Southern California's Hotel Coronado caters to and is frequented by members of the social upper-crust. Although she lives on the wrong side of the San Diego track, in a tent-city with her father. Otto, and ditzy sister, Violet, June Wray is a singer with the Eddy Duchin Orchestra appearing to the hotel. Johnny Marvin, an aspiring songwriter and the son of a wealthy automobile manufacturer, is staying at the hotel and, from they moment June and Johnny meet, they fall instantly in love. Trouble arises when Johnny's father objects to the romance, and complications and help arrive in the form of two Marine-hating sailors,Chuck Hornbostel and "Pinky" Falls, when Chuck marries June's ditzy sister.
The movie turns out to be a little better than the average. Starting from a romantic formula often seen in the cinema, it ends in the most predictable (and somewhat bland) way.
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There are moments that feel comical, some horrific, and some downright inspiring but the tonal shifts hardly matter as the end results come to a film that's perfect for this time.
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This is a really fun little musical from 1935. The plot centers around a rich wannabe songwriter Johnny (Johnny Downs) who wants to put on a musical show with singer June (Betty Burgess) who is working at the hotel Coronado in California. They fall in love but Johnny's father is against their romance. Flapper star Alice White has a supporting role as June's sister who married a marine played by Jack Haley. There are some laughs and a lot of great songs. Alice White is beautiful and gives a wonderful performance. Betty Burgess is a terrific singer and actress who unfortunately didn't make many more films. Jack Haley is a always a lot of fun to watch and he gets to show off his singing skills too. Leon Errol is very funny as Alice White's domineering father and Andy Devine is great as Jack Haley's marine buddy.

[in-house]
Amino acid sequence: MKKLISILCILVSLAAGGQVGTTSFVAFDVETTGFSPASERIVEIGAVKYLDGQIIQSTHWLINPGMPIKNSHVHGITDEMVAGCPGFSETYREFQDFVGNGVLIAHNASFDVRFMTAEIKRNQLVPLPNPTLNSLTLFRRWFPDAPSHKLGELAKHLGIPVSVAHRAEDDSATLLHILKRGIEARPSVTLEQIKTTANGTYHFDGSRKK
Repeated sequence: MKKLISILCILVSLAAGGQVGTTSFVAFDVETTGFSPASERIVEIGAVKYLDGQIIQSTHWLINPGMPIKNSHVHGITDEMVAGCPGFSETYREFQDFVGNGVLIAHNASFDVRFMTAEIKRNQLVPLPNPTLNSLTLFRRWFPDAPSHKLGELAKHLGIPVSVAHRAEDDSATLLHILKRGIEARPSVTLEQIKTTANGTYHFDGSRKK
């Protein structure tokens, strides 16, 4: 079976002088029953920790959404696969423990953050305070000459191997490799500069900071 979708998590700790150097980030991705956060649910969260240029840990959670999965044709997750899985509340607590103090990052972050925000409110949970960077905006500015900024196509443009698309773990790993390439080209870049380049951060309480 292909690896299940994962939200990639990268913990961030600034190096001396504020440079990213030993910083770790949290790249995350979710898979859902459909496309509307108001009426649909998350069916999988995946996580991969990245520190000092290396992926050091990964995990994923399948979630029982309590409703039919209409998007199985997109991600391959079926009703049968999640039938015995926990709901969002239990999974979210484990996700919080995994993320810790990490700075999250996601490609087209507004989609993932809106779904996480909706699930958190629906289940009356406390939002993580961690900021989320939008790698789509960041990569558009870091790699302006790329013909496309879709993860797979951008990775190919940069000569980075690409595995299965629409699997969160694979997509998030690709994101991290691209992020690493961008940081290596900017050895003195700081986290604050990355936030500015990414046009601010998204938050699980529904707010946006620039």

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Sailors meet society in this light "B" musical where the well to do get entertained by talented youngsters, including a couple of sea men on leave. Diamond-in-the-rough vaudevillian Leon Errol, haunted by memories of his old partner, goes into a trance every time he hears fingers snapping, much like the "Slowly I Turned" skit from Abbott and Costello's "Lost in a Harem". Son-in-law Jack Haley is usually on the receiving end of this gag while Errol's other daughter (Betty Furness) falls for wealthy prankster Johnny Downs. Haley and pal Andy Devine keep getting into all sorts of scrapes, usually involving navy hating marines that create all sorts of comic moments including one with Haley putting his head through a hole for a baseball throwing carnival game. The songs are rather unmemorable, but a fairly lavish finale utilizes all the young musical talent that Paramount could muster. An enjoyable time-passer, it is worth a look, particularly for Errol and Haley's divine brands of comedy.